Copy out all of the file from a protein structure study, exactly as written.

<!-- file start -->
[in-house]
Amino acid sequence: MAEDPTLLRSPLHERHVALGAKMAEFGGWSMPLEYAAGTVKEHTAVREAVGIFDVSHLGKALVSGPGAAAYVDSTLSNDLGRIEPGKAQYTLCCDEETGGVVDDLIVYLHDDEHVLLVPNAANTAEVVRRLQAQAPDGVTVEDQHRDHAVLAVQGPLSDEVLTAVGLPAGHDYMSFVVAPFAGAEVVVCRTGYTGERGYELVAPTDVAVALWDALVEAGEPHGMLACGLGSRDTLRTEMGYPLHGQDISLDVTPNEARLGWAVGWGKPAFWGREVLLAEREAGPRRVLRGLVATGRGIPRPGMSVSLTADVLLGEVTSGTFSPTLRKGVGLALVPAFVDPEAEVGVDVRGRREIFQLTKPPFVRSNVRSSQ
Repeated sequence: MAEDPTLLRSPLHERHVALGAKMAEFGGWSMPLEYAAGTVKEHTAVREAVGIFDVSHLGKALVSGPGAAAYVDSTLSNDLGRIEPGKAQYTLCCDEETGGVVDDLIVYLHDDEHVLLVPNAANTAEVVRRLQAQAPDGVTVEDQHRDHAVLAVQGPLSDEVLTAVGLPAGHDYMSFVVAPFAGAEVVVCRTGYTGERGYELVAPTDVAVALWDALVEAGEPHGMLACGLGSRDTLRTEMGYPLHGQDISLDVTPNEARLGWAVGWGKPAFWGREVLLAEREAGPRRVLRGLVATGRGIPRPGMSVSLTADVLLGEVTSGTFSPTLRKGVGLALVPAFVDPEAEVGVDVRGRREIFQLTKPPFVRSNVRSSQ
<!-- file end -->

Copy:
[in-house]
Amino acid sequence: MAEDPTLLRSPLHERHVALGAKMAEFGGWSMPLEYAAGTVKEHTAVREAVGIFDVSHLGKALVSGPGAAAYVDSTLSNDLGRIEPGKAQYTLCCDEETGGVVDDLIVYLHDDEHVLLVPNAANTAEVVRRLQAQAPDGVTVEDQHRDHAVLAVQGPLSDEVLTAVGLPAGHDYMSFVVAPFAGAEVVVCRTGYTGERGYELVAPTDVAVALWDALVEAGEPHGMLACGLGSRDTLRTEMGYPLHGQDISLDVTPNEARLGWAVGWGKPAFWGREVLLAEREAGPRRVLRGLVATGRGIPRPGMSVSLTADVLLGEVTSGTFSPTLRKGVGLALVPAFVDPEAEVGVDVRGRREIFQLTKPPFVRSNVRSSQ
Repeated sequence: MAEDPTLLRSPLHERHVALGAKMAEFGGWSMPLEYAAGTVKEHTAVREAVGIFDVSHLGKALVSGPGAAAYVDSTLSNDLGRIEPGKAQYTLCCDEETGGVVDDLIVYLHDDEHVLLVPNAANTAEVVRRLQAQAPDGVTVEDQHRDHAVLAVQGPLSDEVLTAVGLPAGHDYMSFVVAPFAGAEVVVCRTGYTGERGYELVAPTDVAVALWDALVEAGEPHGMLACGLGSRDTLRTEMGYPLHGQDISLDVTPNEARLGWAVGWGKPAFWGREVLLAEREAGPRRVLRGLVATGRGIPRPGMSVSLTADVLLGEVTSGTFSPTLRKGVGLALVPAFVDPEAEVGVDVRGRREIFQLTKPPFVRSNVRSSQ